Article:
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South Fire District, Middletown, CT

History

Russell Fire Brigade

South District Protective Association
The South Fire District began back in 1915 as the Russell Fire Brigade, which was responsible for the protection of the Russell Manufacturing Company. The sole purpose at that time was only for plant protection of the company.

In 1930 it was decided to form a Protective Association that would be supported by voluntary donations of the community. The Association would cover all 25 square miles of the "South Farms" area. The Department at that time consisted of 50 volunteer firefighters. These volunteers canvassed the community for donations and in 1935 the first new pumper was purchased, followed by the second new pumper in 1940.

By 1950, the Association had a total of three pumpers. The housing of apparatus was becoming a problem because additional space was needed by 1956. In 1957 the Protective Association voted to form a Special Taxing District for the purposes of fire protection. The Connecticut Legislature approved the Special Act creating the District and the referendum vote by the electors of the District passed by a margin of 707 to 113. A one-mill tax was levied and produced $27,000. At that time, a paid Fire Chief was retained. Chief Michael P. Milardo was the first career Chief in the Department's history.

Russell Fire Company Building is quit claimed to South District Protective Association
The Russell Company had an available building across the street from the existing Fire Station. The building was quit claimed to the South District Protective Association on September 18, 1957 for a cost of ten dollars.

In 1960 and 1962, new pumpers were purchased and the population of the District was expanding.

Revenue for 1965 produced just over $60,000 per year and the Commission appointed William J. Gallitto as Assistant Chief and Sebastian DiMauro as a fireman.

Seeing the need for further expansion, the Commission purchased land on the corner of Randolph Road and Lee Street for a new Fire Station, which is the site of the present building.

Three additional firefighters were hired in March of 1969 to supplement the small career staff and volunteers. Total staffing was 6 career and 45 volunteers at that time.

The new firehouse on Randolph Road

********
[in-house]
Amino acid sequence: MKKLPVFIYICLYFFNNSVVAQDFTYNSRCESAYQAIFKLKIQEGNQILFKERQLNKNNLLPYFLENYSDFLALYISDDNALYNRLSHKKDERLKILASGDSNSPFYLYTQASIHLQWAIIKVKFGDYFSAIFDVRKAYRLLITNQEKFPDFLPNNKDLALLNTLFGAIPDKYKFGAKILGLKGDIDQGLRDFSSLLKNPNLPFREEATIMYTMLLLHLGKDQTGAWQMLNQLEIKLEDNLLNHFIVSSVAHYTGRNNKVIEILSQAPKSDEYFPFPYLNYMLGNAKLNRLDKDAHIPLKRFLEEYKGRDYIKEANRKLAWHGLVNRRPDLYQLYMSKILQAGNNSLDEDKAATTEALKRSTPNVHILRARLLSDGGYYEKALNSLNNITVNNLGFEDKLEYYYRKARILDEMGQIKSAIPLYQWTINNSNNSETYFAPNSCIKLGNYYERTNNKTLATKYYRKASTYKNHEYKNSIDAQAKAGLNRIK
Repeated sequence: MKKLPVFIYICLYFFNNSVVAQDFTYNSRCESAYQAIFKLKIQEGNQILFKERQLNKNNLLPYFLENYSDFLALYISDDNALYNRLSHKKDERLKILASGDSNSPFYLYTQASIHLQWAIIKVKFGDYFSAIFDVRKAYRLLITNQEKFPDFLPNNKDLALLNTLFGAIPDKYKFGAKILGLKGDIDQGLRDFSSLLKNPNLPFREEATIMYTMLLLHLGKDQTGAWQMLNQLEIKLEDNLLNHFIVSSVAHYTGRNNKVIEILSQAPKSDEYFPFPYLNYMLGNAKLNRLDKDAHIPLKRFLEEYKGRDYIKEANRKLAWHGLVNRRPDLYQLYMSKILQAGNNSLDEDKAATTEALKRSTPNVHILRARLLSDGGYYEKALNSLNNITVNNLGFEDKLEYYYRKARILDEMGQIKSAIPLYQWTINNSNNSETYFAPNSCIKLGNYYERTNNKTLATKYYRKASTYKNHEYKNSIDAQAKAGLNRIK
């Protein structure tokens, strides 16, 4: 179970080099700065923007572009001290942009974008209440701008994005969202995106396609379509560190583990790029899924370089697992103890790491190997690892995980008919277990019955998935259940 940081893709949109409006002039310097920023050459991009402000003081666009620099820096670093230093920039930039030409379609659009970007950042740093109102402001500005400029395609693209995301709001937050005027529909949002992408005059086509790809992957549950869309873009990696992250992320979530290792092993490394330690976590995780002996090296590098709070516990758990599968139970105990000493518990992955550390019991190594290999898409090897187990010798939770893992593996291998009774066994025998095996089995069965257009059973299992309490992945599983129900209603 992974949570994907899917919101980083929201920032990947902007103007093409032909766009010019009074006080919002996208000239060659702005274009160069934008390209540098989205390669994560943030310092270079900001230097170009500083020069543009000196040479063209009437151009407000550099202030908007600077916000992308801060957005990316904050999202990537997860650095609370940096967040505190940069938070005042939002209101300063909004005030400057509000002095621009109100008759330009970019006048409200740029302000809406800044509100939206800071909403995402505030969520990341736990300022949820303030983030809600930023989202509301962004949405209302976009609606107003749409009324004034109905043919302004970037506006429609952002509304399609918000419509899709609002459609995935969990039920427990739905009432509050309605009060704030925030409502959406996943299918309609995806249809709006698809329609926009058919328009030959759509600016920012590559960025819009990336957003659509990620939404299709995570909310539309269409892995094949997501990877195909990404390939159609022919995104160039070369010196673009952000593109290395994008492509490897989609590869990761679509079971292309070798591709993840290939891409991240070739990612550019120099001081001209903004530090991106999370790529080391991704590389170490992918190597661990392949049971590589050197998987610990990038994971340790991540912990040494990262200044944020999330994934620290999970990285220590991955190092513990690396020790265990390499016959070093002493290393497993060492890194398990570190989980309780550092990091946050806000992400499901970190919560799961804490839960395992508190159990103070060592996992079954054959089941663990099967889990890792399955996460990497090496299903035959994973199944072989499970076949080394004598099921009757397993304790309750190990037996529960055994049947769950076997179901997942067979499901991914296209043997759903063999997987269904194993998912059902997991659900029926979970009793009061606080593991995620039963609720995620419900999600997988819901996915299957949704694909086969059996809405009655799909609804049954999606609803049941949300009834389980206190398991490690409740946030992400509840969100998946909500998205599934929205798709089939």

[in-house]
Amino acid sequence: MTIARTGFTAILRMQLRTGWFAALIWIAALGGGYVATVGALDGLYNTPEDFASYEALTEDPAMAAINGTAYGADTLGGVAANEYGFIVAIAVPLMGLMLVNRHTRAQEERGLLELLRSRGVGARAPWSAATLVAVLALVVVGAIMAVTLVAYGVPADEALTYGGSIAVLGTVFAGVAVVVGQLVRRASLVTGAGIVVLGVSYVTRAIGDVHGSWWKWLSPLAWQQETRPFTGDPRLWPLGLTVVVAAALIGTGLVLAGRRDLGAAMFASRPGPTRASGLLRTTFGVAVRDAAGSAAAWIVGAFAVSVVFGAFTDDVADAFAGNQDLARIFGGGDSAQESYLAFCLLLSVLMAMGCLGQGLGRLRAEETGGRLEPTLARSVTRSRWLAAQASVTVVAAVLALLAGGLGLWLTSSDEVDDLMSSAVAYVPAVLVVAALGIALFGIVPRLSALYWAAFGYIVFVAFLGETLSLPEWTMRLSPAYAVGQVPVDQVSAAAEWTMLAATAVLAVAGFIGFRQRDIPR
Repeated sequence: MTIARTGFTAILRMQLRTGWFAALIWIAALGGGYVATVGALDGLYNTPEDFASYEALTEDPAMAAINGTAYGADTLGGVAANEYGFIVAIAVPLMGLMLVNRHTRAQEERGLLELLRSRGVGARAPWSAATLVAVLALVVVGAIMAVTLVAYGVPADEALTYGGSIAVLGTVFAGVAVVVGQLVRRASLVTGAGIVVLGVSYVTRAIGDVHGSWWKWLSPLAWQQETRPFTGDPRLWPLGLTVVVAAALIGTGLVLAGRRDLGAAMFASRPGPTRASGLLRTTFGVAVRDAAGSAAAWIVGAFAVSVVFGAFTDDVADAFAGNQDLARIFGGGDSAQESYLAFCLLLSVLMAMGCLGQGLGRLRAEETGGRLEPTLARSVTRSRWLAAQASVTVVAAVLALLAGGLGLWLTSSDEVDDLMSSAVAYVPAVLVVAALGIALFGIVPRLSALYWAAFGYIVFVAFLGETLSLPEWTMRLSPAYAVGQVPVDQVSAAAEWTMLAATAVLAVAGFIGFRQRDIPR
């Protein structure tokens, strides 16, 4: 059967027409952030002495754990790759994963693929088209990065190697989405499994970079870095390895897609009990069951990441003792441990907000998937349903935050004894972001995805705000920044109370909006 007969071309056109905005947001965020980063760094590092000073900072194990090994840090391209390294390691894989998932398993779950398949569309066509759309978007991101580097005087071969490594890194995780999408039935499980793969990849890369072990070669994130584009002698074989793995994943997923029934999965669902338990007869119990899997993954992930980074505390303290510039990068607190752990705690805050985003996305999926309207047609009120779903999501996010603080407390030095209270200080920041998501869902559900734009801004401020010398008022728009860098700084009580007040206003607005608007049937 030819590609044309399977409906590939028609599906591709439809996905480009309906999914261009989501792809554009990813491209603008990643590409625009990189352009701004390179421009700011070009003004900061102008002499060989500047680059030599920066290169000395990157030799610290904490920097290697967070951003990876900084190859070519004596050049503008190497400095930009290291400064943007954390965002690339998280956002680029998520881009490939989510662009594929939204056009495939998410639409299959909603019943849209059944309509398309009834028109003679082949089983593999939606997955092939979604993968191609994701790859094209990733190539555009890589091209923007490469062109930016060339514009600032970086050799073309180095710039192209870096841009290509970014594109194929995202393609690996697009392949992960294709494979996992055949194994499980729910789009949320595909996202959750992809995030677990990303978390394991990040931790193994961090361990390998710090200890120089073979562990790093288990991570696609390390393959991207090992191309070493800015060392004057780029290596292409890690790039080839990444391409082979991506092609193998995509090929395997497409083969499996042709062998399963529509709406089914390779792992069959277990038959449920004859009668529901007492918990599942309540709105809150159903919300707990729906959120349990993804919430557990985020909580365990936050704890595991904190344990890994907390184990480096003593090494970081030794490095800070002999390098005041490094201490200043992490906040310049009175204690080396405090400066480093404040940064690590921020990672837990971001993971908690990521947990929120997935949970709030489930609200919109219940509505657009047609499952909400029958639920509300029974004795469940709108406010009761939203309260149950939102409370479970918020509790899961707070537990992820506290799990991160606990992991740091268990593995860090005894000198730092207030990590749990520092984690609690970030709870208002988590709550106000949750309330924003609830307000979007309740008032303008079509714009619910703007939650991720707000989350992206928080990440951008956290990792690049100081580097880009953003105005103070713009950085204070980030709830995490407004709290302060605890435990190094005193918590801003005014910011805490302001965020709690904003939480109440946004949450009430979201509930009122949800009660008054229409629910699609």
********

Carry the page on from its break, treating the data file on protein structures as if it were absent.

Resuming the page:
On May 18 1969, the South Fire District had its building dedication at the current site of the Fire Station on Randolph Road. (View the Program, PDF) For a short time, one pumper remained at the East Main Street Station and all other equipment was housed at the new Headquarters building.

By August of 1970, the District had received its first Aerial Ladder, which remained in service until 1996. In 1970, the total Department budget was $139,500, which included a $45,000 mortgage payment for the new station. The station building cost of approximately $300,000 was paid off in less than ten years. The East Main Street Station was sold in 1971 for $15,000.

By 1973, total career staffing was 9 members with an operating budget of $226,000. The volunteer firefighters continued to serve the District with a constant 40 - 50 member force.

In 1974, tragedy struck the Department when Chief Michael P. Milardo passed away suddenly. Assistant Chief William J. Gallitto was appointed as the new Fire Chief, and Sebastian DiMauro was promoted to Fire Captain.

In 1979, the District hired four firefighters to increase on duty manpower to two career firefighters per shift. Daytime personnel total was 8, night personnel consisted of 2 career firefighters, and a part-time paid call man. The part time paid call man system utilized volunteer firefighters from the hours of 6 PM to 6 AM seven days a week, and during the day on Saturday and Sunday. This system was used for over twenty five years. Most of the paid call men were hired as career firefighters.

In 1984 with two career firefighters and a call man on nights and weekends, the District opted to promote 3 Lieutenants and place the current Lieutenant on a rotating shift for supervisory purposes. Department staffing in 1985 was a total of 15 career supplemented by about twenty part-time firefighters.